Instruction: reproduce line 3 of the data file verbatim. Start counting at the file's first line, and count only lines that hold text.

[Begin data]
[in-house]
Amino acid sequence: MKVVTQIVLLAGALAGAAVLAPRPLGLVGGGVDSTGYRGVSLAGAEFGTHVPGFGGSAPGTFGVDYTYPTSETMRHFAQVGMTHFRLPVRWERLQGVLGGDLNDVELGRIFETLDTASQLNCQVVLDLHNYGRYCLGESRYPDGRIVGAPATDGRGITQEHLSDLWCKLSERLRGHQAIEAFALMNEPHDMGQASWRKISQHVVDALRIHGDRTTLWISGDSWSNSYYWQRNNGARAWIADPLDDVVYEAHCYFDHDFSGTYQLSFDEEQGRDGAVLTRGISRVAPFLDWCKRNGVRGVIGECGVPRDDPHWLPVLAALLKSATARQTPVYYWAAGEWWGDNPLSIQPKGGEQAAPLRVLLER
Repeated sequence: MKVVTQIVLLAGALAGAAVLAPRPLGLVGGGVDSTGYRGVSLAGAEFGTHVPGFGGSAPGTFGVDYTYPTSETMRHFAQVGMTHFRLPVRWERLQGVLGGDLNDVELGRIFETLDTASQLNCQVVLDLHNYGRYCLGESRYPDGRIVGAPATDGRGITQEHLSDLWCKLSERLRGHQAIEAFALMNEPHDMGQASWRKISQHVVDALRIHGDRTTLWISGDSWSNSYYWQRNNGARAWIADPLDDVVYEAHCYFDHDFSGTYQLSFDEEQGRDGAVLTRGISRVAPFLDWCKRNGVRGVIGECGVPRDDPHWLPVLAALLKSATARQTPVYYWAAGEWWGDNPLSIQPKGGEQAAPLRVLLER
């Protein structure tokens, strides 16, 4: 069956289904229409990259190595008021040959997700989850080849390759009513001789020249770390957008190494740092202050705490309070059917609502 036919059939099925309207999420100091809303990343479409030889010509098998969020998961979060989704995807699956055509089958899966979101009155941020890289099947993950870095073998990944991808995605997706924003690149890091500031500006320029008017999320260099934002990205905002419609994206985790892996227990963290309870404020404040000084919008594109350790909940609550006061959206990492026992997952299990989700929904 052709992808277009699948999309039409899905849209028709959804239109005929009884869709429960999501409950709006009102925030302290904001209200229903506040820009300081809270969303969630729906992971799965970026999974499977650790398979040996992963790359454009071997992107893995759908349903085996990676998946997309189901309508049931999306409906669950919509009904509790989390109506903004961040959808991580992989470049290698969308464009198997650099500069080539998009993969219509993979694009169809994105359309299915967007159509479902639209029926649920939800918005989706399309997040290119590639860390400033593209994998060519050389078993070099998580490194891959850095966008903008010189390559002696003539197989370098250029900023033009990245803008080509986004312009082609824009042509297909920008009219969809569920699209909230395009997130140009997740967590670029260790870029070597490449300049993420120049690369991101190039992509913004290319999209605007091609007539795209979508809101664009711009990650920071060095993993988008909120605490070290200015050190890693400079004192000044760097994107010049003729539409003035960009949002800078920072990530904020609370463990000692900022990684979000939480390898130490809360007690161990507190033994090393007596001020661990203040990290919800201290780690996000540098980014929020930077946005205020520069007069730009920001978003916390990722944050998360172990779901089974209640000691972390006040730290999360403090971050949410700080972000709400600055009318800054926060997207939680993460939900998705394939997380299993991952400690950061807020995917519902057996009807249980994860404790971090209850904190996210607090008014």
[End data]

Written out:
Repeated sequence: MKVVTQIVLLAGALAGAAVLAPRPLGLVGGGVDSTGYRGVSLAGAEFGTHVPGFGGSAPGTFGVDYTYPTSETMRHFAQVGMTHFRLPVRWERLQGVLGGDLNDVELGRIFETLDTASQLNCQVVLDLHNYGRYCLGESRYPDGRIVGAPATDGRGITQEHLSDLWCKLSERLRGHQAIEAFALMNEPHDMGQASWRKISQHVVDALRIHGDRTTLWISGDSWSNSYYWQRNNGARAWIADPLDDVVYEAHCYFDHDFSGTYQLSFDEEQGRDGAVLTRGISRVAPFLDWCKRNGVRGVIGECGVPRDDPHWLPVLAALLKSATARQTPVYYWAAGEWWGDNPLSIQPKGGEQAAPLRVLLER